Achieving a combination of high mechanical strength and high electrical conductivity in low-weight Al alloys requires a full understanding of the relationships between nanoscaled features and physical properties. Grain boundary strengthening through grain size reduction offers some interesting possibilities but is limited by thermal stability issues. Zener pinning by stable nanoscaled particles or grain boundary segregation are well-known strategies for stabilizing grain boundaries. In this study, the Al–Ca system has been selected to investigate the way segregation affects the combination of mechanical strength and electrical resistivity. For this purpose, an Al–Ca composite material was severely deformed by high-pressure torsion to achieve a nanoscaled structure with a mean grain size of only 25 nm. X-ray diffraction, transmission electron microscopy and atom probe tomography data revealed that the fcc Ca phase was dissolved for large levels of plastic deformation leading mainly to Ca segregations along crystalline defects. The resulting microhardness of about 300 HV is much higher than predictions based on Hall and Petch Law and is attributed to limited grain boundary mediated plasticity due to Ca segregation. The electrical resistivity is also much higher than that expected for nanostructured Al. The main contribution comes from Ca segregations that lead to a fraction of electrons reflected or trapped by grain boundaries twice larger than in pure Al. The two-phase state was investigated by in-situ and ex-situ microscopy after annealing at 200 °C for 30 min, where precipitation of nanoscaled Al4Ca particles occurred and the mean grain size reached 35 nm. Annealing also significantly decreased electrical resistivity, but it remained much higher than that of nanostructured pure Al, due to Al/Al4Ca interfaces that reflect or trap more than 85% of electrons.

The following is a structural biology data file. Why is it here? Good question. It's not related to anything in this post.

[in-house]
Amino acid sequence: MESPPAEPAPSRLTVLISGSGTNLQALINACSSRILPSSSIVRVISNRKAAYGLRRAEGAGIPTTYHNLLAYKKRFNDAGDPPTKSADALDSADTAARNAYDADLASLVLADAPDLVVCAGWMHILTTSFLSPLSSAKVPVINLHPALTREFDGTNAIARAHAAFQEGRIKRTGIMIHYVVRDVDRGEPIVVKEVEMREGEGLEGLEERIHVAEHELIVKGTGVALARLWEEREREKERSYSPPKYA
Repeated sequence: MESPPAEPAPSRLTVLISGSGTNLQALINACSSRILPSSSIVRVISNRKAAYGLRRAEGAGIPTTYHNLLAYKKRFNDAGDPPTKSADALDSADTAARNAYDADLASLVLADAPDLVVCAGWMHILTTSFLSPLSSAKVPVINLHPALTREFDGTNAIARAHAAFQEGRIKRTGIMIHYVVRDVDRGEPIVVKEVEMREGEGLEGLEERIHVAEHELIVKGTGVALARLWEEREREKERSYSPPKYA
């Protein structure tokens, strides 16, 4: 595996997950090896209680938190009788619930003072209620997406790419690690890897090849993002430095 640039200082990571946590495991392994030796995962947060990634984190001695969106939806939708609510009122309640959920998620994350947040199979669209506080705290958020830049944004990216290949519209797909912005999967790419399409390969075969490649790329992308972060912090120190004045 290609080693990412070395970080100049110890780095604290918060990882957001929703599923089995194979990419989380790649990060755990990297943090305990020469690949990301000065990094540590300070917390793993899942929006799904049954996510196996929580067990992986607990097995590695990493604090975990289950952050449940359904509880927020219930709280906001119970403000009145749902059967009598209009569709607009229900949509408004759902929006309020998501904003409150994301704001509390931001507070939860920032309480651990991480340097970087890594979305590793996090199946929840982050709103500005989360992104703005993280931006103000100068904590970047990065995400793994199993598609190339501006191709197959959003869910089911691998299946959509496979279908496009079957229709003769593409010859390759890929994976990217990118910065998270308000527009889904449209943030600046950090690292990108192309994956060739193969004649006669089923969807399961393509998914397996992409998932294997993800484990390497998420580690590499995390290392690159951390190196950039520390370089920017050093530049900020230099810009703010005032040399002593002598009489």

All Science Journal Classification (ASJC) codes
- Materials Science(all)
- Condensed Matter Physics
- Mechanics of Materials
- Mechanical Engineering